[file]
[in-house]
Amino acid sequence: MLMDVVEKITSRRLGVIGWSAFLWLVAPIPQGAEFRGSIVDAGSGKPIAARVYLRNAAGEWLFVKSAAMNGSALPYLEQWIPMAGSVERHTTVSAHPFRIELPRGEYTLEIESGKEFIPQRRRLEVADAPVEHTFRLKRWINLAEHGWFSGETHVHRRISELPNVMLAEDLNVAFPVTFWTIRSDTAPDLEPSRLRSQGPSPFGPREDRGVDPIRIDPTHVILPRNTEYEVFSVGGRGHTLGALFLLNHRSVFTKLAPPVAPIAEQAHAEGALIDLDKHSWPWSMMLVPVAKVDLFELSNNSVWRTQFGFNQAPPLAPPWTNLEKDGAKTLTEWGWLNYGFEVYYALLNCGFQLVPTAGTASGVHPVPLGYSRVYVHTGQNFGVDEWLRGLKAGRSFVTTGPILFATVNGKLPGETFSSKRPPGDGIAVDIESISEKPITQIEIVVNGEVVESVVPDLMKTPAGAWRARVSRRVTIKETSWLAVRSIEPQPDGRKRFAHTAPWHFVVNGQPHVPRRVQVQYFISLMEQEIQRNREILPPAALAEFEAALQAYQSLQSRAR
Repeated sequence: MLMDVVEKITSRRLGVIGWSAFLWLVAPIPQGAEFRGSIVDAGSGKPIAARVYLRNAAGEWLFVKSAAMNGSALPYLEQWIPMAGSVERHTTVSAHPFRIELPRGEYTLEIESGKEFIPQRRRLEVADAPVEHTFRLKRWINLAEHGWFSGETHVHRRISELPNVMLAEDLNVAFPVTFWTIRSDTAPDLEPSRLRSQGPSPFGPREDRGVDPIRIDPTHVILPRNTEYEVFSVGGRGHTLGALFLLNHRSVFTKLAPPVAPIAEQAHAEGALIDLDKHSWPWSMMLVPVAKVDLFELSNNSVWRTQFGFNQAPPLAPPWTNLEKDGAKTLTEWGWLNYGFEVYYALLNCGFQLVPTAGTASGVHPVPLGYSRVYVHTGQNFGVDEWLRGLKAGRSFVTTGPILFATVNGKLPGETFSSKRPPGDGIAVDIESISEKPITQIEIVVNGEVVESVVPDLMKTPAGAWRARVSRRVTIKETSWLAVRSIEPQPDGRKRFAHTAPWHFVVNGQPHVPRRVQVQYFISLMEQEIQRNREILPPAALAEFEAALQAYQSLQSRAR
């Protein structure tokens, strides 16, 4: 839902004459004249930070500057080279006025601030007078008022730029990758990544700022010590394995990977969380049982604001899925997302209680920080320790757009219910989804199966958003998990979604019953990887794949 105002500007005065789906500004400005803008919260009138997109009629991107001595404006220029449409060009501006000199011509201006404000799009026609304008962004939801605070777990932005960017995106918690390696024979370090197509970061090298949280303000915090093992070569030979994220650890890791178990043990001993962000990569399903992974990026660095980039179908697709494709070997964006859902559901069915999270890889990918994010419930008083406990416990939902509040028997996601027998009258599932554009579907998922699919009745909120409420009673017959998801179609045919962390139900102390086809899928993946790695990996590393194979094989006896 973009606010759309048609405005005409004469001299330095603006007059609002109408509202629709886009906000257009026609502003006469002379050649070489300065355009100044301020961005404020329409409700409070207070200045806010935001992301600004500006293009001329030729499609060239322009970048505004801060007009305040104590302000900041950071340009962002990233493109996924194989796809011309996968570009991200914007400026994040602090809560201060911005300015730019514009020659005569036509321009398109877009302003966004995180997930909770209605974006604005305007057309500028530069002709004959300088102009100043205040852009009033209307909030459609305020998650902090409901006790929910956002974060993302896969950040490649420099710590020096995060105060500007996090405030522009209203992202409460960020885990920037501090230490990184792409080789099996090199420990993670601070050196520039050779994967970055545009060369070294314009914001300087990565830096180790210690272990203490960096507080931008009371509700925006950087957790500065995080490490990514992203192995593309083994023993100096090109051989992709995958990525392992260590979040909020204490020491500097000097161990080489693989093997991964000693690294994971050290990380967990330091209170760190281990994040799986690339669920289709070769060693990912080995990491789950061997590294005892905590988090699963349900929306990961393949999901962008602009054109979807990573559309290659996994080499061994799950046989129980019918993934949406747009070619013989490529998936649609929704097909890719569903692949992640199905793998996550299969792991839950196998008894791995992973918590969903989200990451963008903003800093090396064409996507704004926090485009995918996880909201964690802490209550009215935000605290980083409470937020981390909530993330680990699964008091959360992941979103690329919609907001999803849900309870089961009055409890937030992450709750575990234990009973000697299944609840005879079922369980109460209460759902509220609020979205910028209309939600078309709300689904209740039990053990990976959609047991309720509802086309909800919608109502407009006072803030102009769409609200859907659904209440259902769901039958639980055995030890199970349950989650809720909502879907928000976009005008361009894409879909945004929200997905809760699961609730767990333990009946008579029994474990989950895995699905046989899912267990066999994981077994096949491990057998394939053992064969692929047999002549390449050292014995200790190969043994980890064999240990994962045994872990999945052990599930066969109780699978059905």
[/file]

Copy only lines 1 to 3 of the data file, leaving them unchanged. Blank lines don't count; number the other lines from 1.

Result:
[in-house]
Amino acid sequence: MLMDVVEKITSRRLGVIGWSAFLWLVAPIPQGAEFRGSIVDAGSGKPIAARVYLRNAAGEWLFVKSAAMNGSALPYLEQWIPMAGSVERHTTVSAHPFRIELPRGEYTLEIESGKEFIPQRRRLEVADAPVEHTFRLKRWINLAEHGWFSGETHVHRRISELPNVMLAEDLNVAFPVTFWTIRSDTAPDLEPSRLRSQGPSPFGPREDRGVDPIRIDPTHVILPRNTEYEVFSVGGRGHTLGALFLLNHRSVFTKLAPPVAPIAEQAHAEGALIDLDKHSWPWSMMLVPVAKVDLFELSNNSVWRTQFGFNQAPPLAPPWTNLEKDGAKTLTEWGWLNYGFEVYYALLNCGFQLVPTAGTASGVHPVPLGYSRVYVHTGQNFGVDEWLRGLKAGRSFVTTGPILFATVNGKLPGETFSSKRPPGDGIAVDIESISEKPITQIEIVVNGEVVESVVPDLMKTPAGAWRARVSRRVTIKETSWLAVRSIEPQPDGRKRFAHTAPWHFVVNGQPHVPRRVQVQYFISLMEQEIQRNREILPPAALAEFEAALQAYQSLQSRAR
Repeated sequence: MLMDVVEKITSRRLGVIGWSAFLWLVAPIPQGAEFRGSIVDAGSGKPIAARVYLRNAAGEWLFVKSAAMNGSALPYLEQWIPMAGSVERHTTVSAHPFRIELPRGEYTLEIESGKEFIPQRRRLEVADAPVEHTFRLKRWINLAEHGWFSGETHVHRRISELPNVMLAEDLNVAFPVTFWTIRSDTAPDLEPSRLRSQGPSPFGPREDRGVDPIRIDPTHVILPRNTEYEVFSVGGRGHTLGALFLLNHRSVFTKLAPPVAPIAEQAHAEGALIDLDKHSWPWSMMLVPVAKVDLFELSNNSVWRTQFGFNQAPPLAPPWTNLEKDGAKTLTEWGWLNYGFEVYYALLNCGFQLVPTAGTASGVHPVPLGYSRVYVHTGQNFGVDEWLRGLKAGRSFVTTGPILFATVNGKLPGETFSSKRPPGDGIAVDIESISEKPITQIEIVVNGEVVESVVPDLMKTPAGAWRARVSRRVTIKETSWLAVRSIEPQPDGRKRFAHTAPWHFVVNGQPHVPRRVQVQYFISLMEQEIQRNREILPPAALAEFEAALQAYQSLQSRAR